The Great Conduit in Westcheap

The Great Conduit in Westcheap
   At the eastern end of Cheapside in the parish of St. Mary Colechurch, opposite the Hospital of St. Thomas of Acons, or Mercers' Chapel.
   Shown on Leake's map 1666.
   Earliest mention: Stow says it was begun to be made in 1285 (S. 17, 267, 511) ; but in the Chron. of London (1189-1485) under the date 12 Ed. I. is the entry, that "in this yere the grete conduyt in Chepe was newe begonne to maken," whilst in a deed of 1268 in the cartulary of the Hospital of St. Thomas of Acon preserved amongst the archives of the Mercers' Company, the hospital is described as near the conduit (Mercer's Co. p. 250).
   In the Cal. Charter Rolls, II. 38. under date 1261, some houses are described as in the parish of St. Mary Colechurch in Westchepe opposite the conduit.
   Pink, in his History of Clerkenwell (p. 441), says that nine conduits were erected in 1238 to supply the City with water, and that the conduit in Cheapside, which had been 50 years in building, was completed in 1285.
   This would seem to be a possible explanation, for the grant of the fountain head in Tyburn for the supply of water was made in 1237 (Cal. L. Bk. A. p. 14) and the erection of the conduit commenced in 1245 (Ann. Lond. 44). It is reasonable to suppose that the conduits which were to receive and preserve the water for the use of the citizens would be erected as soon as possible after 1237. The supply seems to have been brought from Tybum by way of Constitution Hill, the Mews at Charing Cross, through the Strand and Fleet Street to Cheapside (Riley's Mem. 503-4).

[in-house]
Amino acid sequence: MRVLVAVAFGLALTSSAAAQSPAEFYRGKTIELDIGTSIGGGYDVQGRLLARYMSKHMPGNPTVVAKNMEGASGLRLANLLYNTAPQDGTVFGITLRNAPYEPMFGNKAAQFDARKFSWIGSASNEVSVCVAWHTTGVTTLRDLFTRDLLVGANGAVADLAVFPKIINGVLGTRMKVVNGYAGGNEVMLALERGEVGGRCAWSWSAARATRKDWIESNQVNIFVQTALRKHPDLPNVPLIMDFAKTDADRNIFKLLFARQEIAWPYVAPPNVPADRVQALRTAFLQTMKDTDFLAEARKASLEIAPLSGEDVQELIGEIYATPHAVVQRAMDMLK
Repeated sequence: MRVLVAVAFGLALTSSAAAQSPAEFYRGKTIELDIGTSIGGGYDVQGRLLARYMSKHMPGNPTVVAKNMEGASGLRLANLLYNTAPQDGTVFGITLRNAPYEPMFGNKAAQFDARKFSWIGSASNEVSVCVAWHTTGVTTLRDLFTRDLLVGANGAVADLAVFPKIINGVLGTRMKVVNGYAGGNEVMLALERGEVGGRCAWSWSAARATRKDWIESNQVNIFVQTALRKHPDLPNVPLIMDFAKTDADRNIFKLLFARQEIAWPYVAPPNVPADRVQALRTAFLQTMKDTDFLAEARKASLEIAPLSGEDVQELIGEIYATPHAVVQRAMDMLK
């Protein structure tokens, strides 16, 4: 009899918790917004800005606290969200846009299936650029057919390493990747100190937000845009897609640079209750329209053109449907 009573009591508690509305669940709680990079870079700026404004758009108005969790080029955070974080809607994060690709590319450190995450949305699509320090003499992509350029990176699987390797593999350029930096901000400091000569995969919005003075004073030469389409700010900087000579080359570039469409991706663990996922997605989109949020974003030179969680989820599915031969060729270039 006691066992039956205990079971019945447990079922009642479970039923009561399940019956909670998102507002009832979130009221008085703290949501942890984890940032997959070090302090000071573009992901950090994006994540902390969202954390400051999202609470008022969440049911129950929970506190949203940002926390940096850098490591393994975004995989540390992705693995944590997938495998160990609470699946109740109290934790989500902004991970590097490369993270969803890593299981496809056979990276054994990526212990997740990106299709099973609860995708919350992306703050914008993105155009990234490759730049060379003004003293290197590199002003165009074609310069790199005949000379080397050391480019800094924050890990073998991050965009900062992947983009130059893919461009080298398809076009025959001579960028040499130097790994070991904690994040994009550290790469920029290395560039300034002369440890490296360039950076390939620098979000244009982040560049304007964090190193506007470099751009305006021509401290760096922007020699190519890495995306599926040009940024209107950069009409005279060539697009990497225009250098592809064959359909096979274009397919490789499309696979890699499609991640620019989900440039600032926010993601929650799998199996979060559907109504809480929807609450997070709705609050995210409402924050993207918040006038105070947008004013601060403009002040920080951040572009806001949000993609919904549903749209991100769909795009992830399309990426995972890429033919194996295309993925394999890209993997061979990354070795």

Certain citizens were elected from time to time to see to the repair and upkeep of the conduits (Lib. Albus, I. 581-2, 685, 693, 700, 730), and bequests were made sometimes by citizens in their wills for the purpose (Ct. Hust. W. II. 201, 218.)
   In 2 Rich. II. (1378) the conduit in Chepe was repaired and the water carried up to the crossways on the top of Cornhill (Cal. L. Bk. II. p. 108).
   Brewers, cooks and fishmongers were specially assessed to contribute to these repairs on account of the amount of water they used for the purposes of their trades (Riley's Mem. p. 107), and in 1337 orders were made to restrain the waste of water of the conduit (ib. 200), while in 1345 it was further represented that the conduit being built for the use of rich and middling persons in the midst of the City, the water was not to be wasted by the brewers (ib. 225).
   The conduit was rebuilt by Thos. Ilam about 1480 (Grafton II. 70).
   Removed after the Great Fire and not rebuilt (Strype, ed. 1720, I. iii. 49), as being in the middle of the street it interfered with the traffic.
   The conduits seem to have been well and strongly built of stone, castellated and ornamented, so that they were notable objects in the City, and on occasions of importance and rejoicing they were often gaily decorated and were made to run with wine instead of water, as in 1273-4 (Fr. Ch. p. 13), 1312 (Riley's Mem. pp. 106-7).

A Dictionary of London. . 1918.

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